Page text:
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Circulation. 2001 Sep 4;104(10):1114-8.

Role of endothelin-1 in the active constriction of human atherosclerotic coronary arteries.

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Cardiovascular Division, Brigham and Women's Hospital, Boston, Massachusetts, USA.



Atherosclerotic coronary arteries are prone to constriction but the underlying causes are incompletely understood. We tested the hypothesis that endothelin-1 (ET-1), a potent vasoconstrictor, contributes to the heightened tone of atherosclerotic human coronary arteries.


In 8 patients with coronary artery disease (CAD) and 8 patients with angiographically smooth coronary arteries (normal), we infused BQ-123, an antagonist of the ET(A) receptor, into a major coronary artery (infused artery) at 40 nmol/min for 60 minutes. The infused artery in the CAD patients contained a >50% stenosis. Using quantitative angiography, we compared the dilation of the infused artery with another, noninfused coronary artery. To estimate the magnitude of the contribution of ET-1 to coronary tone, we compared the dilation to BQ-123 with that elicited by intracoronary nitroglycerin (200 microgram). BQ-123 induced significant dilation in the normal arteries (7.3% at 60 minutes, P<0.001 versus noninfused arteries) and a greater dilation in the CAD arteries (16.3% at 60 minutes, P<0.001 versus infused normal arteries). The dilation at stenoses was particularly pronounced (21.6% at 60 minutes, P<0.001 versus infused CAD arteries). Compared with the dilation from nitroglycerin, ET-1 contributed to 39% of the coronary tone in normal arteries, 74% of tone in CAD arteries, and 106% of tone at stenoses (P<0.01).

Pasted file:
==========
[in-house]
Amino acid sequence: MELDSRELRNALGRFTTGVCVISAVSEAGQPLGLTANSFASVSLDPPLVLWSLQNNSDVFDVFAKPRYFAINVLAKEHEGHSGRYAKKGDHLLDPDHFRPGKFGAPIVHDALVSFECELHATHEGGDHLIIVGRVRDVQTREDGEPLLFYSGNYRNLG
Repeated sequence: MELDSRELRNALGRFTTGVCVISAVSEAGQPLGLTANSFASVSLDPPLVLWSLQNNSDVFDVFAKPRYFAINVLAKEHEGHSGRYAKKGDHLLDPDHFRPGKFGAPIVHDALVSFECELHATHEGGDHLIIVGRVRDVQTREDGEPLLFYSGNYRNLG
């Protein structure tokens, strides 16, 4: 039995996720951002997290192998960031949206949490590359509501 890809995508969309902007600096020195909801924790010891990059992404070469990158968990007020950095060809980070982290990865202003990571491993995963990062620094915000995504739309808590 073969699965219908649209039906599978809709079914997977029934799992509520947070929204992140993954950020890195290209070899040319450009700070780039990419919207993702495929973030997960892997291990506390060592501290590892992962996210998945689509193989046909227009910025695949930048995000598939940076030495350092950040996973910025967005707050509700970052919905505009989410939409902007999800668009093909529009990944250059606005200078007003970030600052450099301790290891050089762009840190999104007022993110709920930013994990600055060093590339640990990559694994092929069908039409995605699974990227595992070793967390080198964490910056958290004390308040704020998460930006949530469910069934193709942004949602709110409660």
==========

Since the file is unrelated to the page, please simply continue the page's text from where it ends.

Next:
ET-1 accounts for nearly all the resting tone in atherosclerotic coronary arteries, especially at stenoses. Inhibitors of ET-1, by relieving constriction, may significantly lessen the hemodynamic significance of coronary stenoses and thereby reduce myocardial ischemia.

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